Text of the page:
There are a lot of ways to interpret this study and I want to touch on one or two of the ones that can be very valuable to HF/E practitioners.
The study looked at how male and female characters were accepted by other players as a function of their conformity with stereotypical gender roles. They used a first-person shooter game and measured acceptance by having these stereotypical players send friend requests to other players and measuring which ones were accepted.
The results showed that males who displayed aggressive behavior were accepted as friends; females who displayed nurturing behavior were accepted as friends. On the other hand, males who displayed nurturing behavior had their friend requests ignored. Females who displayed aggressive behavior also had their friend requests ignored.
There are many explanations for this. Evolution taught our ancestors that it is important to be able to predict what someone else might do. If the person conforms to stereotypes, we have confidence in our future predictions. If not we don’t. It is therefore logical to prefer those who conform in a very practical sense that has lasted beyond its evolutionary relevance.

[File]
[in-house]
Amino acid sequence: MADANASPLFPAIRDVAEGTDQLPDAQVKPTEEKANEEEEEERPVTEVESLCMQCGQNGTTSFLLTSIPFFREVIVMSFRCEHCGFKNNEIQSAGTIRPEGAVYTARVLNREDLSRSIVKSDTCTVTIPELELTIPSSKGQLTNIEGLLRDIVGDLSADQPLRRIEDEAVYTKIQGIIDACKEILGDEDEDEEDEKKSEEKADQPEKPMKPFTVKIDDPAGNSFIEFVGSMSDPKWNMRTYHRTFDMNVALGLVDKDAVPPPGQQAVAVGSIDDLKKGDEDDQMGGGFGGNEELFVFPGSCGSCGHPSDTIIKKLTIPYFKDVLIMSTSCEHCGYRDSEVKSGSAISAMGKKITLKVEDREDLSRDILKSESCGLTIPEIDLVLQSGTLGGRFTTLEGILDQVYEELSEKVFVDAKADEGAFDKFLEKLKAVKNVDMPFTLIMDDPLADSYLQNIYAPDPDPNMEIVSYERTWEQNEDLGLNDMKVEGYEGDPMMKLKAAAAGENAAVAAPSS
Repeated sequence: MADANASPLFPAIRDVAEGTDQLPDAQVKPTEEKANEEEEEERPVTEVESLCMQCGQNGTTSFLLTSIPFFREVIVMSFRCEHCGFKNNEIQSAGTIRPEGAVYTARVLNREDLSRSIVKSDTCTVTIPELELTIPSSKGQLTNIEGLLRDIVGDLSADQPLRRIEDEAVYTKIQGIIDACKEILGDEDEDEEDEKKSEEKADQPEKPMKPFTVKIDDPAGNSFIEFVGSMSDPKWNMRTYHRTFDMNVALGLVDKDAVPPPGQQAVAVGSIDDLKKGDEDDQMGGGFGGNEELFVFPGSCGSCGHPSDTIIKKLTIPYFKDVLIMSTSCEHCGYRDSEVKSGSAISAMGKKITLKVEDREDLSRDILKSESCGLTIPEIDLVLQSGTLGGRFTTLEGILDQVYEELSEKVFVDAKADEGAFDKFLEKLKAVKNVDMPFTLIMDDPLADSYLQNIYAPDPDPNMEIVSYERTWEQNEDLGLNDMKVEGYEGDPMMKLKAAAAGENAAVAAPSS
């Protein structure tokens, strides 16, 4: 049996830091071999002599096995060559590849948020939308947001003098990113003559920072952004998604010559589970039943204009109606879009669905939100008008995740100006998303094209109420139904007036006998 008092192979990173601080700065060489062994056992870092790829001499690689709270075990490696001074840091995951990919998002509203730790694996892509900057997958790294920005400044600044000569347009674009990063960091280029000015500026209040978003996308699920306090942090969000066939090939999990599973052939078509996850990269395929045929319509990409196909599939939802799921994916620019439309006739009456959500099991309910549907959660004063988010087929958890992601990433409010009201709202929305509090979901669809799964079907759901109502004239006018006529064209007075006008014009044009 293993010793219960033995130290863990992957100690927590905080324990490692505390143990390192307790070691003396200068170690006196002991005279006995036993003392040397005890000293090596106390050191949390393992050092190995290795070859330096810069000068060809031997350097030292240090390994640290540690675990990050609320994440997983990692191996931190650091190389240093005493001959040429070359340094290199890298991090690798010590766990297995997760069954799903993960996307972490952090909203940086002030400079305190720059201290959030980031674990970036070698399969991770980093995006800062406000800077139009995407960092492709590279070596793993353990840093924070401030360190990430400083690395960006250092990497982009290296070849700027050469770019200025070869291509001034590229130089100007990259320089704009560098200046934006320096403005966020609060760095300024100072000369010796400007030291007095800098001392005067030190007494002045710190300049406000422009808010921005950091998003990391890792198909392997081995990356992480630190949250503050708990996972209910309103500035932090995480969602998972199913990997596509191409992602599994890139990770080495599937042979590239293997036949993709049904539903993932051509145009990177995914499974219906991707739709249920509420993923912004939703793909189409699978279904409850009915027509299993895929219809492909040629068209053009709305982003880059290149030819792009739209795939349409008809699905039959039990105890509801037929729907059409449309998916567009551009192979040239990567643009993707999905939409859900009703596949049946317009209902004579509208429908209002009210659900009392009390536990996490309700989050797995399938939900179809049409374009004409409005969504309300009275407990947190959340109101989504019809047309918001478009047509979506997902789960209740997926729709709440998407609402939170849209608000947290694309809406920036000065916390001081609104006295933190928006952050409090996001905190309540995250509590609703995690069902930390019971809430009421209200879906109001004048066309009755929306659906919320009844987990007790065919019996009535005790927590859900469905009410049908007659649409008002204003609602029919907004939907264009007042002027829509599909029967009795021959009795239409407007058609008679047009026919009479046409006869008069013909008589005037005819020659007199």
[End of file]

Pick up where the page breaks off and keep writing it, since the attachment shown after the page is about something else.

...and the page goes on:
Of course, we have seen similar results as these in many other domains. Some research studies send equivalent resumes to HR managers and see which candidates get call backs. The IAT test from Harvard looks at implicit tendencies. How is this finding any different or more useful?
Here is where my HF/E implications come in. In the IAT, the results are very hard to use as an intervention. Subjects who are shown the results find it easy to discount them. Same thing with the HR studies. The overall data is telling but for each individual HR manager they can point to a variety of differences between the candidates that better explain their choices other than gender.
But in games, it turns out to be a little different. In the games, people are less likely to fake inclusiveness. There is no legal issue and much less societal pressure. But game behavior are more overt and explicit than the IAT so participants might recognize the impulses they felt when making their friending decisions. It is by hitting this middle ground that might make it an effective management training tool to confront individuals with their personal reactions and decisions and hopefully to start the process of changing them.
Does this make sense to you, or not?